A one-day conference to explore how the Protestant community in Ireland experienced 1916 and the years that followed.

Date: Sat 21 Nov 2015

Time: 9.30am-4pm

Venue: Renehan Hall (south campus), Maynooth University, Maynooth

Although Irish Protestantism has many historic links with various aspects of Irish Nationalism, by 1916 the nationalist movement had become overwhelmingly, although not exclusively, a Catholic phenomenon.

In the years that followed, Catholicism and the Irish identity became ever more inextricably intertwined. Alternative or other experiences of Irishness and identity have often been overlooked, often inadvertently.

Silenced Stories will explore the experience of the Irish Protestant minorities of 1916 and the years that followed – including elements rarely mentioned in popular narratives about the Rising and its aftermath, including the urban and rural poor and minority denominations within Protestantism.

Silenced Stories invites participants to contemplate the past with a view to building a better, stronger future and to think about the experience of minorities of all kinds in a world that often doesn’t seem to see them.


Thinking Makes It So; The Impact Of 1916 For The Protestant Psyche In Ireland

By: Prof Roddy Cowie

A look at the impact of 1916 for the Protestant psyche in Ireland.
A sense of identity:A knowledge of who one is, where one has come from, and how one is placed in the world.

Individuals need a sense of identity. Communities have similar needs!

Shaped not just by the present, but also by the past.

Found not only within the reaches of oneself but is also negotiated in relationship to others.

The human psyche:

  • How one tends to use personality traits to think about and evaluate what is going on in the world or the immediate environment.
  • How a person thinks, learns, solves problems, remembers or is able to forget.
  • Not just a collection of problem solving or analytical mechanisms within an individual. It includes their motives and desires – the things they aspire to, desire, fear and believe are necessary for life.

Prof Roddy Cowie is Emeritus Professor of Psychology at Queen’s University. One of his areas of expertise has been in the area of emotion, particularly the low-level emotion that colours most of everyday life. He has worked on techniques for measuring it and describing it, aimed at charting its ebbs and flows. He has also explored its impact in peacemaking.

Sean O’Casey And The Unfinished Revolution

By: Dr Ben Levitas

A look at the emerging modern Ireland and its place in the world, particularly through the eyes of playwright Sean O’Casey.

Few accounts of the Irish revolution remain as influential as Sean O’Casey’s ‘Dublin Trilogy’. As we approach 2016, The Plough and the Stars still has the capacity to surprise and provoke.

O’Casey’s confrontation of the limits of the Irish revolution, of social change – and of his own form of drama and identity as an Irish writer – are examined as an emerging critique of modern Ireland and its place in the world.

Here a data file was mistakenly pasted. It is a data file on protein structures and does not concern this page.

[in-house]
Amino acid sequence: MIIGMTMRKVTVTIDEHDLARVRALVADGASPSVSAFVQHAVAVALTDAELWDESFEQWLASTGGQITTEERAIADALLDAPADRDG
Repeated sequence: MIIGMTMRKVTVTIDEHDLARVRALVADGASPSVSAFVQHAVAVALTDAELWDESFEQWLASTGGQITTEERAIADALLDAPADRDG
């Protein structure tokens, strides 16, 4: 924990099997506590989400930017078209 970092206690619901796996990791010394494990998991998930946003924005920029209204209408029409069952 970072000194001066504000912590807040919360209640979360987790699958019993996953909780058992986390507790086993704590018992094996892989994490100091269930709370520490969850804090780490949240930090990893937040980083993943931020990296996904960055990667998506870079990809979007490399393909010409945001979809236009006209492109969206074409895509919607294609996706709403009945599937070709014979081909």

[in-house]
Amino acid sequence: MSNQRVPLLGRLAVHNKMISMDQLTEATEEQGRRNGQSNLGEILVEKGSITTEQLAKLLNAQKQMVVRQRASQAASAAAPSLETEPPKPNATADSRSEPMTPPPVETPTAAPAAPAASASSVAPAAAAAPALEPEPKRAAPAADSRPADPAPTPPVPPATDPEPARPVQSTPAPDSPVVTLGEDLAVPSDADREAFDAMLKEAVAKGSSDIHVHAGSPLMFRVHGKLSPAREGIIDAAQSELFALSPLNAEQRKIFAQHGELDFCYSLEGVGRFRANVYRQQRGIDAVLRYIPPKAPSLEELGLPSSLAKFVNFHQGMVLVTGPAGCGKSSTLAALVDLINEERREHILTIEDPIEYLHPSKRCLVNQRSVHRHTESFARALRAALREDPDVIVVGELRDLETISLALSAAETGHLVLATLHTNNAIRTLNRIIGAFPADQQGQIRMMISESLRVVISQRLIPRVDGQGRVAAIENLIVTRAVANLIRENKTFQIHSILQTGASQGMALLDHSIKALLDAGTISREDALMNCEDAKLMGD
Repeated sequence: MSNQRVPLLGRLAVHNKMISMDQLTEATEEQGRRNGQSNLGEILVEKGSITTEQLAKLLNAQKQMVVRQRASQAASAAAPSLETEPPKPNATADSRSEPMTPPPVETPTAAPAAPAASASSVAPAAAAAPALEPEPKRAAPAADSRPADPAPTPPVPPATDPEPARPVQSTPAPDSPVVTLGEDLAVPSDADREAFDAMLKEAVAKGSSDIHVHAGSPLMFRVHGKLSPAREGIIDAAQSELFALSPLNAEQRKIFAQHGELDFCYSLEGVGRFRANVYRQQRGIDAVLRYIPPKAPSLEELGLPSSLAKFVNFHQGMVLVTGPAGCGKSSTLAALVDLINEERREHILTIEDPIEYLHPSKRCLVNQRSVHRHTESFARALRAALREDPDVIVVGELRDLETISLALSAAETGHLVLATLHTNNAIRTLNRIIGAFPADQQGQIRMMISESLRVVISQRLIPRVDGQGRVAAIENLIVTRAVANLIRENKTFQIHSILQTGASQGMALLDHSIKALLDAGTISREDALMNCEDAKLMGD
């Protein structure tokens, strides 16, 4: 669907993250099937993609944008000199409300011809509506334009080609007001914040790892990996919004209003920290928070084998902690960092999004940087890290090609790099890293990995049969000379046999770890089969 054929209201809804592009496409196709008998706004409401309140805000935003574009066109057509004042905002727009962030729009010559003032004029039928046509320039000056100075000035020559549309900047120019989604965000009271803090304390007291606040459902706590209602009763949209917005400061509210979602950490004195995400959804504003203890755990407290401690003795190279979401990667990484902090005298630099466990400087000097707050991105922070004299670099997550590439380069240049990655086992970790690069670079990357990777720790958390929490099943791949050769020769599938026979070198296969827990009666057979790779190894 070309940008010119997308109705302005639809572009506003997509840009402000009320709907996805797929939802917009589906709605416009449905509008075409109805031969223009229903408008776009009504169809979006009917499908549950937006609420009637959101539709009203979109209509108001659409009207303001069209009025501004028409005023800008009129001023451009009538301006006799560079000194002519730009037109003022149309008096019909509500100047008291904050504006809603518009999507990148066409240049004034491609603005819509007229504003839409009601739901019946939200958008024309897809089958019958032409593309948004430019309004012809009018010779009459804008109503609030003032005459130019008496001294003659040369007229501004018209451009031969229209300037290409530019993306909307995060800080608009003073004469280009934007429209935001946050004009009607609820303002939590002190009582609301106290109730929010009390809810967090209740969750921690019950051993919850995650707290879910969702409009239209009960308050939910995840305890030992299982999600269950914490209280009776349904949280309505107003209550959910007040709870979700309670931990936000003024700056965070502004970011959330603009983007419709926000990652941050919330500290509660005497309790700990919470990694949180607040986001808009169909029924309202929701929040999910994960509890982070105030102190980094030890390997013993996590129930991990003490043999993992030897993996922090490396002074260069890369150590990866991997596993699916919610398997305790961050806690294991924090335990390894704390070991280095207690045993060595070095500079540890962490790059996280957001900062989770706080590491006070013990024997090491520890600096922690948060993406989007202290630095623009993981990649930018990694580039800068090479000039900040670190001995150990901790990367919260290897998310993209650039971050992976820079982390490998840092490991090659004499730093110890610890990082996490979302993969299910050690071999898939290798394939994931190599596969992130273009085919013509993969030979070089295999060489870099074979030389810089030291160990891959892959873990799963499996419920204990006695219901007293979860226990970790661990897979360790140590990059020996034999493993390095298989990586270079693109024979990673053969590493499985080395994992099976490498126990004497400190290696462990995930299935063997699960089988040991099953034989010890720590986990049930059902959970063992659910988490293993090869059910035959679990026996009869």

Dr Ben Levitas is a Senior Lecturer at Goldsmith’s University in London. He specialises in an interdisciplinary approach to theatre, in particular integrating theatre history with cultural and political history; an approach that is informed by a broad training. Together with Dr Ian McBride of Kings College and Professor Clair Wills of Queen Mary College, he runs the interdisciplinary London Irish Studies Seminar.

The Protestant Experience Of Revolution In North Connaught
By: Dr
Miriam Moffitt

A look at how political upheavals that occurred in Ireland in the early decades of the last century impacted on all segments of society.

  • The violence and subsequent political upheavals that occurred in Ireland in the early decades of the last century impacted on all segments of society. In estimating the impact of these events on the Protestant population of Ireland, historians have largely focussed on the fortunes and misfortunes of persons of considerable wealth and influence. The stories of persons lacking in wealth or influence have rarely been publicly told.
  • This session will outline how Protestants of more modest means fared during these turbulent years. It will look at how tensions and accommodations created by the intersection of religion, politics and identity were played out at local level.

    Dr Moffitt Dr Moffitt teaches Church History in St Patrick’s College Maynooth and St Patrick’s College Thurles. Her work focuses on the history of religion in Ireland, particularly the issue of how conceptions of identity and ethnicity have been influenced by the manner in which the religious history of Ireland has been written and interpreted.

    Her publications include Soupers and Jumpers, the Protestant Missions in Connemara, 1848-1937 and Clanricarde’s Planters and Land Agitation in East Galway, 1886-1916. In conjunction with Professor Alan Ford and Dr Mark Empey, she is co-editing a book on the manner in which the Church of Ireland interpreted and described its past.
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